Thursday, December 11, 2014

Why are Oil Prices Going Down?

The oil price has fallen by more than 40% since June, when it was $115 a barrel. It is now around $60 per barrel

Ok, this is something we haven’t heard of much in the recent past but surprisingly oil prices have been going down for quite some time now. In fact, even our Government has gone ahead and reduced the price of Petrol and Diesel to pass on the price reduction to the common man. So, what caused this? The purpose of this article is to help you understand WHY. I have tried to keep things as simple as possible.

Before we Begin - How Oil Price is Determined

The oil price is partly determined by actual supply and demand, and partly by 
expectation. Demand for energy is closely related to economic activity. It also spikes in the winter in the northern hemisphere, and during summers in countries which use air conditioning. Supply can be affected by weather (which prevents tankers loading) and by geopolitical upsets. If producers think the price is staying high, they invest, which after a lag boosts supply. Similarly, low prices lead to an investment drought. OPEC’s decisions shape expectations: if it curbs supply sharply, it can send prices spiking.

So, what is Resulting in this Free-Fall in Oil Prices?

There are actually 5 main reasons why the oil prices are falling.

Reason 1: Low Demand

With rising oil prices, most countries are trying to switch to sources like hydro power or solar. On top of this, most Governments have stopped subsidizing oil prices as a result of which, in spite of the fact that crude oil prices are going down, the actual price of Petrol or Diesel hasn't gone down much.
India is a classic example. India’s Diesel Demand was growing by an average of about 8-10% every year between 2008 and 2012. But, in Jan 2013, our government started cutting the diesel subsidy. As a result, the diesel consumption has actually stopped growing at that rate and demand has come down. Similar is the situation in many other large oil consuming Asian countries like Indonesia, Thailand, Malaysia etc…

Reason 2: Weak Economic Forecast

Though we are not moving toward an actual Recession, the economic growth forecast for the next few years isn’t very bright. The International Monetary Federation – IMF has lowered the Growth Forecast for the European Union to be around the 1% mark for 2015. With a similar situation in many other major markets like the US and Japan, the economy does not look so great.

Reason 3: Libya is back on its feet.

Everyone knows that Libya has been reeling under tremendous political turmoil especially after the Gadaffi situation. However, people did not expect them to recover so quickly. During the turmoil they were able to produce around 200,000 to 300,000 barrels of oil each day. However, they fixed their problems and have gone up above 800,000 barrels a day and the supply of oil in the open market is not a problem any more.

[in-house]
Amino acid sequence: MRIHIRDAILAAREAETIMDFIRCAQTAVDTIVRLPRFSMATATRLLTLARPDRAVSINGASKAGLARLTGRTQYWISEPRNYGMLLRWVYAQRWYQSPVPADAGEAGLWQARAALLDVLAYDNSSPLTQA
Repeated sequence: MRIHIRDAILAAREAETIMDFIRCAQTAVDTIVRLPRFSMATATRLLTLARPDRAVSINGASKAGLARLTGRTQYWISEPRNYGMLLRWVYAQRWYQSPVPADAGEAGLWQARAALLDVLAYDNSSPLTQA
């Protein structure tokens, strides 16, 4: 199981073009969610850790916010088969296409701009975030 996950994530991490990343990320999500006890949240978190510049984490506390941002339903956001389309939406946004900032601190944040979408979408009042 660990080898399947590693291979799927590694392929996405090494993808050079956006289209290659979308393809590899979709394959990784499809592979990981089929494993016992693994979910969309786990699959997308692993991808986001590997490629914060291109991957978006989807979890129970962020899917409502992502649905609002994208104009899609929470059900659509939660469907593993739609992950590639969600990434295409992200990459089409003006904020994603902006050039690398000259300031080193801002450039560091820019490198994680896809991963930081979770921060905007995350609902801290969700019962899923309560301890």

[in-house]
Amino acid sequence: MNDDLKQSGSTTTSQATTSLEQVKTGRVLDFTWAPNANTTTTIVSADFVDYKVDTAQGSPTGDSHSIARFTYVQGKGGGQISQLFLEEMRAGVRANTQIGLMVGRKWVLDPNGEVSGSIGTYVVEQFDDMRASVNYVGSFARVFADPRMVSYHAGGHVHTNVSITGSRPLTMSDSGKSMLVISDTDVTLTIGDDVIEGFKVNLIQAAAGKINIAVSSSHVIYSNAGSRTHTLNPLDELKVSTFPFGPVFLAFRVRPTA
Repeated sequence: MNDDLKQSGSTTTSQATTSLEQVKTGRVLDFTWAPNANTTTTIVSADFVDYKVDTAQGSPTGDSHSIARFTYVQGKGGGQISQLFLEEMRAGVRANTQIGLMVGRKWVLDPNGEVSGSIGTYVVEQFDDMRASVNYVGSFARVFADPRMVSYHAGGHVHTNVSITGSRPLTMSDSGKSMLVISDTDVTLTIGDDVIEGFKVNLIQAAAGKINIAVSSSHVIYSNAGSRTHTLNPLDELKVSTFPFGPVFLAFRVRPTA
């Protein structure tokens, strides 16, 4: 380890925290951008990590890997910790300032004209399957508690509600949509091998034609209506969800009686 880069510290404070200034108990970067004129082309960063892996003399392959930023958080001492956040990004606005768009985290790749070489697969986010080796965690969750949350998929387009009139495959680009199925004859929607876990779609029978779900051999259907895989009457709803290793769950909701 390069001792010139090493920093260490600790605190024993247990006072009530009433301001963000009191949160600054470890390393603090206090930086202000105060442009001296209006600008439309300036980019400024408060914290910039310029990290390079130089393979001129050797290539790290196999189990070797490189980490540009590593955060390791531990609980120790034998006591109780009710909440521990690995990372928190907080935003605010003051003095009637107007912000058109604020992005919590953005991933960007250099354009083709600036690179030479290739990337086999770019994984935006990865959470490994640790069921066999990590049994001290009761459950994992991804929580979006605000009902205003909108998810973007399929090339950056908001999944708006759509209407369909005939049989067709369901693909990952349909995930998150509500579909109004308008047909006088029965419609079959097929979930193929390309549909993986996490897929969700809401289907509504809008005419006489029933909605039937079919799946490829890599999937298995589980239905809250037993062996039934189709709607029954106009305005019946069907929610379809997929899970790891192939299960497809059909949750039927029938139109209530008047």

Reason 4: The US Oil Production Boom

Everyone knows that the USA is one of the worlds largest consumer of oil. However, what many people don’t know is that, they have also become the world’s largest oil producer. They are producing more than 1 million barrels of oil daily. Though it does not export crude oil, it now imports much less, creating a lot of spare supply.

Reason 5: Saudi Arabia, Kuwait and other Gulf Countries

It’s a widely known fact that Saudi Arabia and Kuwait are two of the worlds top oil producers. They and a few of their Gulf allies have decided not to sacrifice their own market share to restore the price. Most Gulf Countries can tolerate lower prices because it costs about US$ 5-10 to produce a barrel and they are still selling it at a hefty price in the market. They could curb production sharply to hike the price of oil, but the main benefits would go to countries they don’t like (Example: Iran and Russia). 

Hope you found this article useful...

Saturday, November 29, 2014

The Current State of Real Estate Market in India

Real Estate has always been a preferred avenue of investment for Indians and will most likely continue to be so for the foreseeable future. The Indian Real Estate Market witnessed never before growth during the major part of the last decade and it looks as though things are cooling down. Some feel the market has it its peak while some feel there is a correction on the cards. So, what is the Real State of the Indian Real Estate Market?

You will find out by the end of this article. Shall we get started??

Why this article…

Real Estate Promoters & Builders consider the Non Resident Indians (NRIs) as a lucrative segment and am sure you don’t want me to explain why. Anyways, it is common practice for Builders and Promoters to visit foreign countries with sizeable NRI population (Ex: Singapore, Malaysia, USA, etc.) and conduct road shows. I usually visit such road shows that are held in Singapore and happened to visit one last week. After visiting the most recent road show, something odd really struck me.

The list of promoters that participated in the road-show were very close the same list that visited us just 3-4 months ago. In fact, even the list of projects was the same. If projects flouted by reputable and respectable builders haven’t been sold out for months, I started researching for some data and statistics on the real state of our real estate market. So, here you go…

So, What is the Current State of the Indian Real Estate Market?